One of the key plays in the 27-24 overtime loss at Green Bay on Sunday came in the first quarter when Cincinnati Bengals safety Shawn Williams jarred the ball loose from Davante Adams as the Packers wide receiver was reaching for the goal line.
Cornerback Dre Kirkpatrick picked up the ball at the goal line and returned it 52 yards, but a replay review showed Adams’ arm was down just before losing the ball.
Not only did the overturned call lead to a Green Bay touchdown on the next play, it contributed to extending an improbable Bengals streak of 14 games without recovering an opponent’s fumble, which is the longest in modern NFL history (1933) according to the Elias Sports Bureau.
“It’s something we made a focus this offseason and we continue to work on it during the week, but we just haven’t been able to do it at this point,” linebacker Nick Vigil said. “In order to win games and change momentum in this league, you have to be able to create turnovers.”
The last time the Bengals recovered an opponent’s fumble was Oct. 9 at Dallas, when defensive end Carlos Dunlap jarred the ball loose from Cowboys quarterback Dak Prescott on a sack on the final play of the third quarter. Linebacker Vinny Rey scooped up the loose ball and returned it 10 yards to set up the first Bengals scoring drive of the game.
Since forcing three fumbles in that Dallas game, the Bengals have forced six in the last 14.
“We’ve got to get more, I know that,” coach Marvin Lewis said. “That’s a part of it. We have to get an opportunity to get more of them out. It’s by chance a lot of times, but the more (fumbles you force), the more opportunities you’re going to have (to recover it).”
The Bengals’ three fumble recoveries in 2016 were the fewest in franchise history. The previous low was six, and that came in the 1982 strike season when the team played nine games.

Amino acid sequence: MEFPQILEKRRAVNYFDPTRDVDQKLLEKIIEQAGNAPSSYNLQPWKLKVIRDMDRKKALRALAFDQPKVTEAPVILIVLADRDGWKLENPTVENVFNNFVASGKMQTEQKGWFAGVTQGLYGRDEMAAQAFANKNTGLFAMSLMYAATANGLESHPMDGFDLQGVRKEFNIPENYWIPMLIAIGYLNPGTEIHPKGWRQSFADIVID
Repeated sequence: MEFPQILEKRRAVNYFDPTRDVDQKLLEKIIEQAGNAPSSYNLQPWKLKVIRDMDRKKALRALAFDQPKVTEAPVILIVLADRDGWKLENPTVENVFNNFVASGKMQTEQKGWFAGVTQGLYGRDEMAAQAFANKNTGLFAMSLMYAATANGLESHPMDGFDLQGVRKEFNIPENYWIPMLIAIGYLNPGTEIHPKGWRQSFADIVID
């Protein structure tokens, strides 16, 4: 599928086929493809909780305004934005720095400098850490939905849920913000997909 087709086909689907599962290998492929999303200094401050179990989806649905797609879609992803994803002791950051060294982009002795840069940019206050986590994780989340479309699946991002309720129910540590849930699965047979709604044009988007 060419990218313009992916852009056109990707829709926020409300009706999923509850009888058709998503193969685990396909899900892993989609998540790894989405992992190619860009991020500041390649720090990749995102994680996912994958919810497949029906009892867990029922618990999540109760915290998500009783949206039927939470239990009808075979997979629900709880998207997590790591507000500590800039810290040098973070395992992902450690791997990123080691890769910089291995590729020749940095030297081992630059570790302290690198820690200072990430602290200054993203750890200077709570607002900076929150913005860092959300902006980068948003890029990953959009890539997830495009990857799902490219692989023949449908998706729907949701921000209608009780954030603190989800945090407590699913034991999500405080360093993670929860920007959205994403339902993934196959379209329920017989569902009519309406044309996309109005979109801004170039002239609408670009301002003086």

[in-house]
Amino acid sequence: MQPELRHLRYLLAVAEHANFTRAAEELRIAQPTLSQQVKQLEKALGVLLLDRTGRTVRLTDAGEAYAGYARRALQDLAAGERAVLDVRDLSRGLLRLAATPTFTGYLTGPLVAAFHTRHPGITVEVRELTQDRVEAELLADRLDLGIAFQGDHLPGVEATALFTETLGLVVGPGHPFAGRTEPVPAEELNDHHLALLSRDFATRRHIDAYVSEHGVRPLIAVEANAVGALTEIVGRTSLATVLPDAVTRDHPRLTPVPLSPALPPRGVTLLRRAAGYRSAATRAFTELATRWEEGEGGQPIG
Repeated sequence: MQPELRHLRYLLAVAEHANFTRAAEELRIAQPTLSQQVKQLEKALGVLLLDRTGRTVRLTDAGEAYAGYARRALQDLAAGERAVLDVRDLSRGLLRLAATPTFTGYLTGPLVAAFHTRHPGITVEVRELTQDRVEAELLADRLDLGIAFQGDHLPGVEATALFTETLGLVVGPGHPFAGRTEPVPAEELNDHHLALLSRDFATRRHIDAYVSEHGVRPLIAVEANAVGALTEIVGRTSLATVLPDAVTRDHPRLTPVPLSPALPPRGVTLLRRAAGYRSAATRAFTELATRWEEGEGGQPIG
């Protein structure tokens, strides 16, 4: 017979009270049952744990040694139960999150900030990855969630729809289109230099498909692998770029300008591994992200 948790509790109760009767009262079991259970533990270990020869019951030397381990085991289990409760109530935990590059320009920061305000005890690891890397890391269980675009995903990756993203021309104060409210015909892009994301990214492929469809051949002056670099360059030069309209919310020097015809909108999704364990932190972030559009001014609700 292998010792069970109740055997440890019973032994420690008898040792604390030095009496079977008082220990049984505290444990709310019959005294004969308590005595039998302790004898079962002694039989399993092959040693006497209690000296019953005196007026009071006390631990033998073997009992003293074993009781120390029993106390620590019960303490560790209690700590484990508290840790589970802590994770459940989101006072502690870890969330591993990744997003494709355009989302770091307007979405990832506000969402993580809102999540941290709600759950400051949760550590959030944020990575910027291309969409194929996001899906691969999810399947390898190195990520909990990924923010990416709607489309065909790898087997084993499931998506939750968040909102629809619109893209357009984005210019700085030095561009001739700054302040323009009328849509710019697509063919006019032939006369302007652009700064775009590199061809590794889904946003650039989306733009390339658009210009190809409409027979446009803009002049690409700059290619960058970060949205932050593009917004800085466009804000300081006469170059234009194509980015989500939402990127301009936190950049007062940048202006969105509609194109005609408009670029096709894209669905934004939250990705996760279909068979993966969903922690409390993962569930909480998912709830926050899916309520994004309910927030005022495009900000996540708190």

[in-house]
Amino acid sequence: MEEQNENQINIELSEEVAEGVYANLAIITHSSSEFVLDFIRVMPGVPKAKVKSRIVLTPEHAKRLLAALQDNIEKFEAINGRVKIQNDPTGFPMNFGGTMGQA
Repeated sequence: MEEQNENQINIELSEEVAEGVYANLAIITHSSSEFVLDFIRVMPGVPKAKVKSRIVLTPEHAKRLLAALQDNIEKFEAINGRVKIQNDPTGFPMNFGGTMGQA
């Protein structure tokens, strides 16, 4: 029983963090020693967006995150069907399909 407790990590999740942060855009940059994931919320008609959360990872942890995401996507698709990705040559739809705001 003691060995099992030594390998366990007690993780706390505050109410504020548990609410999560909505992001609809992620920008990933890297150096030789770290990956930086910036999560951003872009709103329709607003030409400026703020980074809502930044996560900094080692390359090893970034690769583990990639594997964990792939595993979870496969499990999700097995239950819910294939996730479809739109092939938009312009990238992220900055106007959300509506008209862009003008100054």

The franchise record for fewest fumble recoveries in a 14-game season is nine, set in 1972.
The Bengals forced 12 fumbles in 2016, which one shy of the franchise record set in 2015.
“I don’t think you can over-coach interceptions or fumbles,” defensive coordinator Paul Guenther said. “You work on them in practice and usually when one comes, they come in bunches.”
That’s what happened in 2015 when Lewis addressed the team’s lack of interceptions at the bye.
“Marvin came into my office and said we don’t have a lot of interceptions, and all of a sudden at the end of the year we’re (third) in the league in interceptions,” Guenther said. “It’s something you continue to harp on in practice and hopefully they come.”
After their 21 interceptions were good for third in the league in 2015, the Bengals picked off 17 last year, one shy of league leaders Baltimore, Kansas City and San Diego. And the team’s plus-3 turnover ratio was good for 12th in the league.
While the lack of fumble recoveries hasn’t been crippling, it has been head scratching.
The 14-game streak is twice as long as any other stretch in the Lewis era. The 2015 team went seven games without one, and another seven-game drought spanned the final six games of 2009 and the season opener in 2010.
In addition to the fumble overturned by replay Sunday, the Bengals thought they had another one in the third quarter when cornerback Darqueze Dennard appeared to strip Green Bay running back Ty Montgomery at the Cincinnati 2-yard line, with linebacker Kevin Minter recovering.
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But the officials ruled Montgomery down, and four plays later the Packers cut the Cincinnati lead to 21-14.
Dennard also stripped Montgomery on the first play after the two-minute warning during Green Bay’s game-tying drive, but again the officials ruled Montgomery was down before the ball came out.
“Maybe I should answer your question differently — maybe we’ve gotten more out than you know,” Lewis said with a laugh.
Cincinnati Bengals (0-3) vs. Cleveland Browns (0-3)
When: 1 p.m. Sunday
Where: FirstEnergy Stadium, Cleveland
TV: Ch. 7, 12
Radio: Bengals — 1530-AM, 102.7-FM, 104.-7-FM; Browns — 1290-AM, 95.7-FM